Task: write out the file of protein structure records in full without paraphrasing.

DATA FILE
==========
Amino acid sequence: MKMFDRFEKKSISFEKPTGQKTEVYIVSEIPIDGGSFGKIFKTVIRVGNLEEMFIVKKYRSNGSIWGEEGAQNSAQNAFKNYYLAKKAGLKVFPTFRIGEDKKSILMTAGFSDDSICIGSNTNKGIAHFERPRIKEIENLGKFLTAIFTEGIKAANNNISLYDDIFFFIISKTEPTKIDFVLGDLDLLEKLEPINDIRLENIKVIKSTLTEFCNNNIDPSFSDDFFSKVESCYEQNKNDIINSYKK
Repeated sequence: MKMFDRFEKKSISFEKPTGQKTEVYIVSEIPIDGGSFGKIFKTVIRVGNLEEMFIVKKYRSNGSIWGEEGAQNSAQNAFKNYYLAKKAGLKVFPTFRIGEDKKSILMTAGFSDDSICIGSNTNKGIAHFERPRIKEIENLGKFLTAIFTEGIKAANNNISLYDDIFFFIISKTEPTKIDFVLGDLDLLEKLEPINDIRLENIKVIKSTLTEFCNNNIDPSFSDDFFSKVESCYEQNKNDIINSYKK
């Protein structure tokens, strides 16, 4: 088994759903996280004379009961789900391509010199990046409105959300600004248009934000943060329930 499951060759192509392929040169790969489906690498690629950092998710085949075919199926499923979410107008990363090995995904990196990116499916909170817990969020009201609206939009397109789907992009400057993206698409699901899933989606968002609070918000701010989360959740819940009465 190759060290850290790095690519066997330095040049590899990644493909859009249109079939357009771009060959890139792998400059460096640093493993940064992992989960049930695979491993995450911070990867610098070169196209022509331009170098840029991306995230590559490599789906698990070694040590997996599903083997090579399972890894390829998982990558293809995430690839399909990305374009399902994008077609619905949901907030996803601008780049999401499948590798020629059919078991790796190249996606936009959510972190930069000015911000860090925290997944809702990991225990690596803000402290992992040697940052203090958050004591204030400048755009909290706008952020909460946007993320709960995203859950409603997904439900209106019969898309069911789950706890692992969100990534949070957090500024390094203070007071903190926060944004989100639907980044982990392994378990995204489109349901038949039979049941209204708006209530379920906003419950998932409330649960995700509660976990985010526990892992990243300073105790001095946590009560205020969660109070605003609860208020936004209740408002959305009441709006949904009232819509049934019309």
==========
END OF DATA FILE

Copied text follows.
Amino acid sequence: MKMFDRFEKKSISFEKPTGQKTEVYIVSEIPIDGGSFGKIFKTVIRVGNLEEMFIVKKYRSNGSIWGEEGAQNSAQNAFKNYYLAKKAGLKVFPTFRIGEDKKSILMTAGFSDDSICIGSNTNKGIAHFERPRIKEIENLGKFLTAIFTEGIKAANNNISLYDDIFFFIISKTEPTKIDFVLGDLDLLEKLEPINDIRLENIKVIKSTLTEFCNNNIDPSFSDDFFSKVESCYEQNKNDIINSYKK
Repeated sequence: MKMFDRFEKKSISFEKPTGQKTEVYIVSEIPIDGGSFGKIFKTVIRVGNLEEMFIVKKYRSNGSIWGEEGAQNSAQNAFKNYYLAKKAGLKVFPTFRIGEDKKSILMTAGFSDDSICIGSNTNKGIAHFERPRIKEIENLGKFLTAIFTEGIKAANNNISLYDDIFFFIISKTEPTKIDFVLGDLDLLEKLEPINDIRLENIKVIKSTLTEFCNNNIDPSFSDDFFSKVESCYEQNKNDIINSYKK
């Protein structure tokens, strides 16, 4: 088994759903996280004379009961789900391509010199990046409105959300600004248009934000943060329930 499951060759192509392929040169790969489906690498690629950092998710085949075919199926499923979410107008990363090995995904990196990116499916909170817990969020009201609206939009397109789907992009400057993206698409699901899933989606968002609070918000701010989360959740819940009465 190759060290850290790095690519066997330095040049590899990644493909859009249109079939357009771009060959890139792998400059460096640093493993940064992992989960049930695979491993995450911070990867610098070169196209022509331009170098840029991306995230590559490599789906698990070694040590997996599903083997090579399972890894390829998982990558293809995430690839399909990305374009399902994008077609619905949901907030996803601008780049999401499948590798020629059919078991790796190249996606936009959510972190930069000015911000860090925290997944809702990991225990690596803000402290992992040697940052203090958050004591204030400048755009909290706008952020909460946007993320709960995203859950409603997904439900209106019969898309069911789950706890692992969100990534949070957090500024390094203070007071903190926060944004989100639907980044982990392994378990995204489109349901038949039979049941209204708006209530379920906003419950998932409330649960995700509660976990985010526990892992990243300073105790001095946590009560205020969660109070605003609860208020936004209740408002959305009441709006949904009232819509049934019309």